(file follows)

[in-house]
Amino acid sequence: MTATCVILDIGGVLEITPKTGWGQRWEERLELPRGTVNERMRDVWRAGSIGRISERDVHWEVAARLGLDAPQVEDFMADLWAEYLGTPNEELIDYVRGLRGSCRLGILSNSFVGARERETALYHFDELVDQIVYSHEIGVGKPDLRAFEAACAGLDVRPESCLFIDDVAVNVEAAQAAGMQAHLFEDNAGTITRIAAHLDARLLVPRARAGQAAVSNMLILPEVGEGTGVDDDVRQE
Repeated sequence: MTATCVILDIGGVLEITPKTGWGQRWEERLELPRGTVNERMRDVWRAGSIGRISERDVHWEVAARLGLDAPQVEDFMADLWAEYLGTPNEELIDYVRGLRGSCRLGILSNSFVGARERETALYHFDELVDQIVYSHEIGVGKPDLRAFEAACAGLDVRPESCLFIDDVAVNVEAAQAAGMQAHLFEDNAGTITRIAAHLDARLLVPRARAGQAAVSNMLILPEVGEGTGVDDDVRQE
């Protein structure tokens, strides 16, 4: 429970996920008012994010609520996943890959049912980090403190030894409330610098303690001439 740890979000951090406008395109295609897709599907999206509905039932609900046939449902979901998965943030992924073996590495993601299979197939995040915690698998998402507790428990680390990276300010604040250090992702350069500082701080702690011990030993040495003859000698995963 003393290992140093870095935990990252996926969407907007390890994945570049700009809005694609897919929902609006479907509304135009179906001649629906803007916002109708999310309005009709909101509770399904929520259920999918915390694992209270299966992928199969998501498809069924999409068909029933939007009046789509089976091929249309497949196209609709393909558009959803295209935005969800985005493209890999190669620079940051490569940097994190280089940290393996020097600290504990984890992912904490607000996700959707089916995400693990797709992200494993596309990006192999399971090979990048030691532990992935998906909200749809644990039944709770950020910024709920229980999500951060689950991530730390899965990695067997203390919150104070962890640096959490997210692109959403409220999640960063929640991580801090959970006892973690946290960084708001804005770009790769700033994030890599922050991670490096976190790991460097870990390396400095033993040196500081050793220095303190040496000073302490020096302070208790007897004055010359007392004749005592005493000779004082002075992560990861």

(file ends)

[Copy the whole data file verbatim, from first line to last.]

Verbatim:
[in-house]
Amino acid sequence: MTATCVILDIGGVLEITPKTGWGQRWEERLELPRGTVNERMRDVWRAGSIGRISERDVHWEVAARLGLDAPQVEDFMADLWAEYLGTPNEELIDYVRGLRGSCRLGILSNSFVGARERETALYHFDELVDQIVYSHEIGVGKPDLRAFEAACAGLDVRPESCLFIDDVAVNVEAAQAAGMQAHLFEDNAGTITRIAAHLDARLLVPRARAGQAAVSNMLILPEVGEGTGVDDDVRQE
Repeated sequence: MTATCVILDIGGVLEITPKTGWGQRWEERLELPRGTVNERMRDVWRAGSIGRISERDVHWEVAARLGLDAPQVEDFMADLWAEYLGTPNEELIDYVRGLRGSCRLGILSNSFVGARERETALYHFDELVDQIVYSHEIGVGKPDLRAFEAACAGLDVRPESCLFIDDVAVNVEAAQAAGMQAHLFEDNAGTITRIAAHLDARLLVPRARAGQAAVSNMLILPEVGEGTGVDDDVRQE
């Protein structure tokens, strides 16, 4: 429970996920008012994010609520996943890959049912980090403190030894409330610098303690001439 740890979000951090406008395109295609897709599907999206509905039932609900046939449902979901998965943030992924073996590495993601299979197939995040915690698998998402507790428990680390990276300010604040250090992702350069500082701080702690011990030993040495003859000698995963 003393290992140093870095935990990252996926969407907007390890994945570049700009809005694609897919929902609006479907509304135009179906001649629906803007916002109708999310309005009709909101509770399904929520259920999918915390694992209270299966992928199969998501498809069924999409068909029933939007009046789509089976091929249309497949196209609709393909558009959803295209935005969800985005493209890999190669620079940051490569940097994190280089940290393996020097600290504990984890992912904490607000996700959707089916995400693990797709992200494993596309990006192999399971090979990048030691532990992935998906909200749809644990039944709770950020910024709920229980999500951060689950991530730390899965990695067997203390919150104070962890640096959490997210692109959403409220999640960063929640991580801090959970006892973690946290960084708001804005770009790769700033994030890599922050991670490096976190790991460097870990390396400095033993040196500081050793220095303190040496000073302490020096302070208790007897004055010359007392004749005592005493000779004082002075992560990861």